THUNDER BAY - There is an old bookshop that does not appear to be all that special, but when the lights go out, classic literary characters literally leap from the pages and are brought to life by a troupe of young and talented actors.
“I love seeing the different personalities of different people,” said 14-year-old Sarah Hughes. “Some of us are more shy, but until we get on the stage, then boom, there is my personality. Everyone has a really great personality here and it’s really great to see that.”
The Eleanor Drury Children’s Theatre is presenting The Enchanted Bookshop at the Thunder Bay Community Auditorium. For the past 37 years, the Eleanor Drury Children’s Theatre has been providing youth with professional theatre training and experiences, while also bringing classic tales to the stage for Thunder Bay audiences.
Past shows produced include The Wizard of Oz, Cinderella, and The Jungle Book, and while the Enchanted Bookshop is not as well known, audiences can definitely expect to see some familiar faces.
“There are so many classical book characters,” said 10-year-old Rhys Pearson, who plays Tammy. “There’s some characters that are in the human world that are not part of the book world.”
The play follows the owner of the bookshop, Margie, played by Sarah. During the day, the shop is a typical store, but at night, unbeknownst to Margie, the characters from the books come to life.
But there is more excitement happening in this little shop, with jewel smugglers looking for one particular book that has riches beyond the written word.
“During the show that is sort of all revealed and slowly but surely, the two separate stories join together,” said director Aleksa Shermack. “Every year we do something a little different. We like to take a standard show and put a few twists on it.”
The cast this year includes 21 youth and Shermack said what makes productions with the Eleanor Drury Children’s Theatre so special is how the show is really the vision of the youth.
“We work really with the youth involved to create a show unique to the talents that we have in the show and the talents of the kids and youth involved,” she said. “We include songs, media pieces, an dances that are all heavily influenced and choreographed or arranged by the actual youth involved.”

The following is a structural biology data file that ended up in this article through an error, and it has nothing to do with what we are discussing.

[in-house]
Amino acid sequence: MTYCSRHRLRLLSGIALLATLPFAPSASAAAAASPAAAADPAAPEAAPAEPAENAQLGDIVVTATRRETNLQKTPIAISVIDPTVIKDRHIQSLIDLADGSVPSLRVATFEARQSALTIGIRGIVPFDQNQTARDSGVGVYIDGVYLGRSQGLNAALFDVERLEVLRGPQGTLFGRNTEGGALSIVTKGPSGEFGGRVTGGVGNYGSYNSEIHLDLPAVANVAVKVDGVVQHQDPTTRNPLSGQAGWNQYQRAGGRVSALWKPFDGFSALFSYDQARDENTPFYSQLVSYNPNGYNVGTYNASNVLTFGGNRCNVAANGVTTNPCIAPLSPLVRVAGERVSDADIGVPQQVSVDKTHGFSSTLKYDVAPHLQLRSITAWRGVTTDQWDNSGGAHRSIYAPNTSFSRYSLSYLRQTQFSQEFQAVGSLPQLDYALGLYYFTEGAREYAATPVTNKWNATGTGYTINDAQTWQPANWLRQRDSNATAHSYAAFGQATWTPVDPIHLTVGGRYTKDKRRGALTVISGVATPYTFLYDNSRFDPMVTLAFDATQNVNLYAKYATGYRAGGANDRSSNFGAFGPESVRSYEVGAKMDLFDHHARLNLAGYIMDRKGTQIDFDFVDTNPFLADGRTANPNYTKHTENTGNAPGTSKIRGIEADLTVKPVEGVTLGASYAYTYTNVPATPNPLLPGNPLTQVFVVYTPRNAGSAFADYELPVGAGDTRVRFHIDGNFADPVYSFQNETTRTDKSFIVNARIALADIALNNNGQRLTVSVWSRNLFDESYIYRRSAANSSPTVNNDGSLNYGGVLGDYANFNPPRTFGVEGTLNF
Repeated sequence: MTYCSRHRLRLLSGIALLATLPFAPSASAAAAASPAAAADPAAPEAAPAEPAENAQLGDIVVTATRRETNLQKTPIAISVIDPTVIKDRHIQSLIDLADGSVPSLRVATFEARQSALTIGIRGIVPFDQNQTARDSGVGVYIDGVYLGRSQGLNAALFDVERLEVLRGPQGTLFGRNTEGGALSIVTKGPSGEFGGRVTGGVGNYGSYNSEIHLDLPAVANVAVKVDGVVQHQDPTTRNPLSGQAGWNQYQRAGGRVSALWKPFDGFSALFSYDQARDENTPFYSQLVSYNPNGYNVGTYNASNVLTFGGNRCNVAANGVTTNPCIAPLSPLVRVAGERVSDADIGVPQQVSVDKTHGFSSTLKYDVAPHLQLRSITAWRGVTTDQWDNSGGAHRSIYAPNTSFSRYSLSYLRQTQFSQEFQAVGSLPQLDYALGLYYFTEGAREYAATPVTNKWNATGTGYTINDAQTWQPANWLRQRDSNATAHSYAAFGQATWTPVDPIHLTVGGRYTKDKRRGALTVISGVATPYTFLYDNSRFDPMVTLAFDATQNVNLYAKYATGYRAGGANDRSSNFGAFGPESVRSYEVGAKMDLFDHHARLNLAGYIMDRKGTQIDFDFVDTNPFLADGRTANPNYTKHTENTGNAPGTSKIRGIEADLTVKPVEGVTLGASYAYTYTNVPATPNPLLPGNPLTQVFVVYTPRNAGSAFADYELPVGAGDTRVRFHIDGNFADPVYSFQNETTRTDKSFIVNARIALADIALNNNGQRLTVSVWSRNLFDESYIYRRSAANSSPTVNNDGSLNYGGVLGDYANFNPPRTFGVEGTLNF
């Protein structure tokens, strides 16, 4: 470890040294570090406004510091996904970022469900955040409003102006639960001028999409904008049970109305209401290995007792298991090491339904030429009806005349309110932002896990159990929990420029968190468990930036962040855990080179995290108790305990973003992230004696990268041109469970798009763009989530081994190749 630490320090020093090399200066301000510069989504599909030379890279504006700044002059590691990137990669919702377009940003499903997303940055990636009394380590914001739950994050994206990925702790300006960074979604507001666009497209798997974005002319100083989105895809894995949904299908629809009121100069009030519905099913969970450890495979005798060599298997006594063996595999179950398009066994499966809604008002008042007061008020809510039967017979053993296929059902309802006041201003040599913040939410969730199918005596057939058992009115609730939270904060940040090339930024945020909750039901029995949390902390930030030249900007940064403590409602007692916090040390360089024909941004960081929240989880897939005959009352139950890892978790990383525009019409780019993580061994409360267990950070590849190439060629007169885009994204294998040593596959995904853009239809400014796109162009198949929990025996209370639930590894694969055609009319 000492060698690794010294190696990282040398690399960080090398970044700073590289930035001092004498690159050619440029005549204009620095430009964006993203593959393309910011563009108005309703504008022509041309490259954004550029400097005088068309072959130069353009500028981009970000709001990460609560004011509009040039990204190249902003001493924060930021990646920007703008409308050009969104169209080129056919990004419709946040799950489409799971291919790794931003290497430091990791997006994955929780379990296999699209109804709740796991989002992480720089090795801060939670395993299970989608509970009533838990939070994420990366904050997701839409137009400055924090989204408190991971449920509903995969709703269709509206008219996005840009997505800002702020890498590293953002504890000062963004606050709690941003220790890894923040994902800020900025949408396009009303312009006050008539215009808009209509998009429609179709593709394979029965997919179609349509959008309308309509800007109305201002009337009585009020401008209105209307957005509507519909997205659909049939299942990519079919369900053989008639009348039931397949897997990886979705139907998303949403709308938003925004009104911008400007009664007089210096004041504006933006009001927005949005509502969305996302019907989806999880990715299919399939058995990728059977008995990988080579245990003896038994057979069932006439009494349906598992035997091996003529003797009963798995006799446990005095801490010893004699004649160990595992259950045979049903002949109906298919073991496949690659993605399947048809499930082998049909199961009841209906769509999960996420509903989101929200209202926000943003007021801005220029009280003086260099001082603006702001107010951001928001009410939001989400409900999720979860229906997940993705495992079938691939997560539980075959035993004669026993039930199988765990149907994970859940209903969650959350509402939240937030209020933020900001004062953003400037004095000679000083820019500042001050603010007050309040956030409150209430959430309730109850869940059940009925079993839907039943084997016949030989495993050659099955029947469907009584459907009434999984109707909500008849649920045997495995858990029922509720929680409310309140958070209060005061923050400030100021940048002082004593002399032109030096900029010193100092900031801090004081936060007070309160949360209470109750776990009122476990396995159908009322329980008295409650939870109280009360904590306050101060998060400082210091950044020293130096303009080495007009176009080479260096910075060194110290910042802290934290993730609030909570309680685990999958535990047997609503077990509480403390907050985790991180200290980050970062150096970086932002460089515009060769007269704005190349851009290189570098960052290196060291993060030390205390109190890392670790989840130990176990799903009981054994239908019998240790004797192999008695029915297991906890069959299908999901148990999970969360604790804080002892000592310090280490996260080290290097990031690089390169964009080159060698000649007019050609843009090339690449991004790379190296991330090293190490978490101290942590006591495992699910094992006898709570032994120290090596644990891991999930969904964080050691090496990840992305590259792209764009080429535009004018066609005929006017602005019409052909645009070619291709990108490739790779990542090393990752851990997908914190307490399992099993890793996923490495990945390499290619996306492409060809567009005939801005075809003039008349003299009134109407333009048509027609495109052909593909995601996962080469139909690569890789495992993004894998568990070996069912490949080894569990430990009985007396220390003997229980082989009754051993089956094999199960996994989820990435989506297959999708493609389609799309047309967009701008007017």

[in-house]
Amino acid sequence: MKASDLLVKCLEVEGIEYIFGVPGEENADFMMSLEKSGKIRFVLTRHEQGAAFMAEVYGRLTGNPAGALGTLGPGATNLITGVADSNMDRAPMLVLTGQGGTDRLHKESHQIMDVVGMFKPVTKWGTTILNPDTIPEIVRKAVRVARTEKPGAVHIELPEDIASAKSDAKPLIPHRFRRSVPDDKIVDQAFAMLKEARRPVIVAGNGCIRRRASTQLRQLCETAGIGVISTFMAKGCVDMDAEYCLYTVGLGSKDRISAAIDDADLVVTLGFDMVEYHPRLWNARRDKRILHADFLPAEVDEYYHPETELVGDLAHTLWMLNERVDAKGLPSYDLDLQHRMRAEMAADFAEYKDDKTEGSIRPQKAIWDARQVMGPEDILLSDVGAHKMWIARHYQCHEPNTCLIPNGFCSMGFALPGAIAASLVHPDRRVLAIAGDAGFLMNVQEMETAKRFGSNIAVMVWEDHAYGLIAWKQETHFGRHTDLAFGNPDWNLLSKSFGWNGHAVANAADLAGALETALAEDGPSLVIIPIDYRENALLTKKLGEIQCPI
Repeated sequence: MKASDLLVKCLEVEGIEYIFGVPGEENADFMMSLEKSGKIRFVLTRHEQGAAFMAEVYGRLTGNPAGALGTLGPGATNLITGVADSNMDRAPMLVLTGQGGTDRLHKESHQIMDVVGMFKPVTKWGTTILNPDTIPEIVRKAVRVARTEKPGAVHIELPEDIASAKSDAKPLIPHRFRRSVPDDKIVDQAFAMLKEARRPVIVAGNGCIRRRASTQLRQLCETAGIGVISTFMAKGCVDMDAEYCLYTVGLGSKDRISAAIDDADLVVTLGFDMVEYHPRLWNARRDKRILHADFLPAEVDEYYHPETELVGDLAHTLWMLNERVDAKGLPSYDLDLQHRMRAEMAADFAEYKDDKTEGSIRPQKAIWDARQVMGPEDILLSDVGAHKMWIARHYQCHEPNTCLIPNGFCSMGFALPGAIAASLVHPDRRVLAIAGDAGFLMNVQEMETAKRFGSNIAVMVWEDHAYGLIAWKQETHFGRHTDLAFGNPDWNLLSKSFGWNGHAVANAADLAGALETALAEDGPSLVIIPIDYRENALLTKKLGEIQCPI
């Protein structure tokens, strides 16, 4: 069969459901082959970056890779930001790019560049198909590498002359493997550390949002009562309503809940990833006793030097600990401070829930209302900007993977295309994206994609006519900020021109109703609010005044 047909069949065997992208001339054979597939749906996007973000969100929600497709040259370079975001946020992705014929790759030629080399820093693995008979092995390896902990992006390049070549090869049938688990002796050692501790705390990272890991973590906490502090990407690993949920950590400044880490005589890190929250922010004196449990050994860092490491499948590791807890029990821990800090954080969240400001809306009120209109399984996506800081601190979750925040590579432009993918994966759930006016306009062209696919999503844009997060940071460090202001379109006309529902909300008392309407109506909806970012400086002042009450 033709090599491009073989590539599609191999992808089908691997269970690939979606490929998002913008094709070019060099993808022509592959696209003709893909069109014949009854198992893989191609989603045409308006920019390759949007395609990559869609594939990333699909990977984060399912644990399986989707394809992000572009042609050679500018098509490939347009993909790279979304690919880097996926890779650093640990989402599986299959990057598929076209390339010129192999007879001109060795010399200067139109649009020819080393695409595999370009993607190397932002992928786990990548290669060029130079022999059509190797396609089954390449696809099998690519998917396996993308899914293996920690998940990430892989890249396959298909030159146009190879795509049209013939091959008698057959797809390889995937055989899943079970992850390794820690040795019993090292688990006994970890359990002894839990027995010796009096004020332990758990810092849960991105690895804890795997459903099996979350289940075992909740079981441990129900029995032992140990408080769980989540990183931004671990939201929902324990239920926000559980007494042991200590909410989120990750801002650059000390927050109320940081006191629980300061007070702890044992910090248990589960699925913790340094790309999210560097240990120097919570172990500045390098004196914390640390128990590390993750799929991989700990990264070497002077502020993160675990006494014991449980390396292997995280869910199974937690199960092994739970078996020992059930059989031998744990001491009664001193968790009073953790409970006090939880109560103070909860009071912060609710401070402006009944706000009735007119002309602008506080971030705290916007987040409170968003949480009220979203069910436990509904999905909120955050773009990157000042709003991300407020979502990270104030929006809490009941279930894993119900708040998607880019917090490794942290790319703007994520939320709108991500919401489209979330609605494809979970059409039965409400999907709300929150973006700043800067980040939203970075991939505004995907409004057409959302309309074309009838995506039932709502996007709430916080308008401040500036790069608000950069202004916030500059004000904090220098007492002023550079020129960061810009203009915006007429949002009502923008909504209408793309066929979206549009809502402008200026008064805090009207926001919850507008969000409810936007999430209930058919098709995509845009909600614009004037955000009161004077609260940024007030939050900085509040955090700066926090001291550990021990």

Shermack added allowing the youth to take the reigns provides them with professional theatre experience and a sense of pride that they are putting on a show for the community.
“They have worked really hard since the beginning of September to create these characters, work together as a team, and I think ultimately they feel when they perform that this is their show,” she said.
Sarah, who has worked on six past productions, said everyone works together to create something really unique on stage.
“I love helping,” she said. “Instead of having our own character and working on that, we get to help everyone develop their characters and develop their personalities, too.”
And the cast is particularly proud of this play. Even though it is not very well known, it has become something all their own.
“This isn’t one of those shows that lots of people are going to know what it’s about, so it’s a show that they are going to be like: wow, this is so cool,” Rhys said.
“I think it’s a lot different,” Sarah added. “Normally we do stories you already know, but in this case this story, you don’t know, and it’s fun to find out.”A public performance of The Enchanted Bookshop will take place on Tuesday Nov. 27 at the Thunder Bay Community Auditorium at 7 p.m. Tickets are $15 and $10 for children under 12-years-old and are available at the box office.